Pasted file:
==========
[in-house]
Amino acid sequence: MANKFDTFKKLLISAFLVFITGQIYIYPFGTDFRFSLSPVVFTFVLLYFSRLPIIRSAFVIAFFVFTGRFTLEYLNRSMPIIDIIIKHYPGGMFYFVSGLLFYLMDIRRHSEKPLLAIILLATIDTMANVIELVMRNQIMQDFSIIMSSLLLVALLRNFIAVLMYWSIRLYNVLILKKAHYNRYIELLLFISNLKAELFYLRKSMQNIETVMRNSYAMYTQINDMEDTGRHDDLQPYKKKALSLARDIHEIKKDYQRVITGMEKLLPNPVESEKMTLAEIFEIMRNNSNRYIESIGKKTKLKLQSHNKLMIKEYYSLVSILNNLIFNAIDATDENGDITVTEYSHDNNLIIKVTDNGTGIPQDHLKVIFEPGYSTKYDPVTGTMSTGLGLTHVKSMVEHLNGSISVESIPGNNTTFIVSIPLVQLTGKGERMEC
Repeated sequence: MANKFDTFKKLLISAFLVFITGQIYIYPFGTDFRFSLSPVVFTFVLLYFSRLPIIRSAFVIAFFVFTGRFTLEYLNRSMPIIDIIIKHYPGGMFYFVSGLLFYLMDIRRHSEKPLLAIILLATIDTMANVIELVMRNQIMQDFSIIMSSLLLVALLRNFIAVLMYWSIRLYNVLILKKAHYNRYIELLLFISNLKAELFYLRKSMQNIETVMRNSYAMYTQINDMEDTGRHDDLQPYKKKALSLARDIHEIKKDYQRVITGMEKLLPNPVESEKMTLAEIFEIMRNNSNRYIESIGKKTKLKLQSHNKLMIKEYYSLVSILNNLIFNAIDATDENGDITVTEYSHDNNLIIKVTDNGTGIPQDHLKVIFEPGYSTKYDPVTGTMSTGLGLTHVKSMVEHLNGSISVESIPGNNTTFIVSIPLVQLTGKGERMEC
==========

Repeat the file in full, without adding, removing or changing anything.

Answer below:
[in-house]
Amino acid sequence: MANKFDTFKKLLISAFLVFITGQIYIYPFGTDFRFSLSPVVFTFVLLYFSRLPIIRSAFVIAFFVFTGRFTLEYLNRSMPIIDIIIKHYPGGMFYFVSGLLFYLMDIRRHSEKPLLAIILLATIDTMANVIELVMRNQIMQDFSIIMSSLLLVALLRNFIAVLMYWSIRLYNVLILKKAHYNRYIELLLFISNLKAELFYLRKSMQNIETVMRNSYAMYTQINDMEDTGRHDDLQPYKKKALSLARDIHEIKKDYQRVITGMEKLLPNPVESEKMTLAEIFEIMRNNSNRYIESIGKKTKLKLQSHNKLMIKEYYSLVSILNNLIFNAIDATDENGDITVTEYSHDNNLIIKVTDNGTGIPQDHLKVIFEPGYSTKYDPVTGTMSTGLGLTHVKSMVEHLNGSISVESIPGNNTTFIVSIPLVQLTGKGERMEC
Repeated sequence: MANKFDTFKKLLISAFLVFITGQIYIYPFGTDFRFSLSPVVFTFVLLYFSRLPIIRSAFVIAFFVFTGRFTLEYLNRSMPIIDIIIKHYPGGMFYFVSGLLFYLMDIRRHSEKPLLAIILLATIDTMANVIELVMRNQIMQDFSIIMSSLLLVALLRNFIAVLMYWSIRLYNVLILKKAHYNRYIELLLFISNLKAELFYLRKSMQNIETVMRNSYAMYTQINDMEDTGRHDDLQPYKKKALSLARDIHEIKKDYQRVITGMEKLLPNPVESEKMTLAEIFEIMRNNSNRYIESIGKKTKLKLQSHNKLMIKEYYSLVSILNNLIFNAIDATDENGDITVTEYSHDNNLIIKVTDNGTGIPQDHLKVIFEPGYSTKYDPVTGTMSTGLGLTHVKSMVEHLNGSISVESIPGNNTTFIVSIPLVQLTGKGERMEC